By: Ginnia Cheng

Tunturia | website | facebook |   soundcloud |

Released on September 22, 2014 via Oxide Tones

There are few bands that have historically fit into the category of “ambient post-rock” as perfectly as Canadian musical collective Tunturia.

Known for having a traditional post-rock line-up that differentiates themselves from the reams of Explosions in the Sky copycats through their occasional use of distortion and noise, Tunturia first stormed the scene in 2007 with their ambitious undertaking Maps. A 10 song album aiming to explore the cultural, historical and social issues of different world regions, Maps put Tunturia on critics’ lists of post-rock artists to watch. Their next album, the six-tracked ambience-filled Invisible City, gained Tunturia somewhat of a loyal cult following despite being met with mixed reviews.

After three years, the band has returned with their shortest record yet – Halls of Sky.  A departure from their pure ambient post-rock samples, this five-track album marks their most complex release to date, incorporating vocals for the first time on top of their instrumental base. Fans who are worried this will fundamentally change Tunturia’s essence needn’t be – the band weaves vocals into the music as if it were just another instrument. The album’s title track follows the band’s traditional sound, as does ‘And There Goes A Child Of The Universe, No Less Than The Trees’ – both filled with melodic post-rock riffs and ambient samples.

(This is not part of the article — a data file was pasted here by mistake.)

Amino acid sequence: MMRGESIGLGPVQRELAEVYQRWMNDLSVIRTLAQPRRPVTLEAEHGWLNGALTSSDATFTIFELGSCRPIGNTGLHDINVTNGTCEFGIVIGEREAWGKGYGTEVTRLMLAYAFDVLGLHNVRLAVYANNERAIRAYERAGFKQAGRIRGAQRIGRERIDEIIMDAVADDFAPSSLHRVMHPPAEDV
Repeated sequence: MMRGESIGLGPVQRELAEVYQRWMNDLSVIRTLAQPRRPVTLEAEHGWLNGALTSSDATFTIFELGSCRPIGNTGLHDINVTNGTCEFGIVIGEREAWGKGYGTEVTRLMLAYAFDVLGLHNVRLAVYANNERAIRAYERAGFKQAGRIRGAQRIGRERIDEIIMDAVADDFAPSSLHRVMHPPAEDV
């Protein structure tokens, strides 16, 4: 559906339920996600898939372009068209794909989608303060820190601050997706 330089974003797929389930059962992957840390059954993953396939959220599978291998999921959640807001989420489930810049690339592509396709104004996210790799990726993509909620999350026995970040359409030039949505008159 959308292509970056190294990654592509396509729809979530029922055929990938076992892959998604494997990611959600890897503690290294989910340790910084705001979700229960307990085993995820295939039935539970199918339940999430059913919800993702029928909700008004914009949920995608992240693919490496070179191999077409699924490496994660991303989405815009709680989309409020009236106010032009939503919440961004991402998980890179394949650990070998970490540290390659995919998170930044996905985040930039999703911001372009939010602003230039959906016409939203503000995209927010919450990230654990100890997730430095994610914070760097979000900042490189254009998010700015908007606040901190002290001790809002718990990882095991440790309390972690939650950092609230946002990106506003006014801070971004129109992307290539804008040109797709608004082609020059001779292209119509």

However, the band has also turned up its use of experimental noise. Heavy distortion and overdrive marks the climaxes of the album’s first track ‘Ritual’ and ‘Is It For All Time This Feeling of Joy’, and the closing ‘Dark Summer Dawn’ even ventures into metal/prog territory with both the guitars and vocals adding layers of grit to the band’s ambient roots. Ending the whole album with a growling whisper and forceful, jarring guitar riffs, it’s almost as if Tunturia are sending listeners a message that they’re moving on from what their identity stood for, and they’re doing so proudly.

Tunturia’s hardcore following will no doubt laud this album as an impressive feat showing the band’s growth. Unfortunately, the album as a whole feels like it’s lacking in purpose and direction. One could argue that given Tunturia describes themselves as purveyors of the “exploration of sound”, to that end, they’ve absolutely achieved what they set out to do. But perhaps because Maps was such an incredible undertaking, and as the lengths of their albums grow shorter and shorter, it feels like Tunturia are moving backwards in their musical journey. While Halls of Sky is still a beautiful, haunting album, the band’s previous work seems to contain much more depth and evocation despite being instrumentally less complex.

The record deserves a listen and is certainly not one to be disappointed in if you’re an existing Tunturia fan. But for those who weren’t already, I’m not sure this is the album that will turn you into one.

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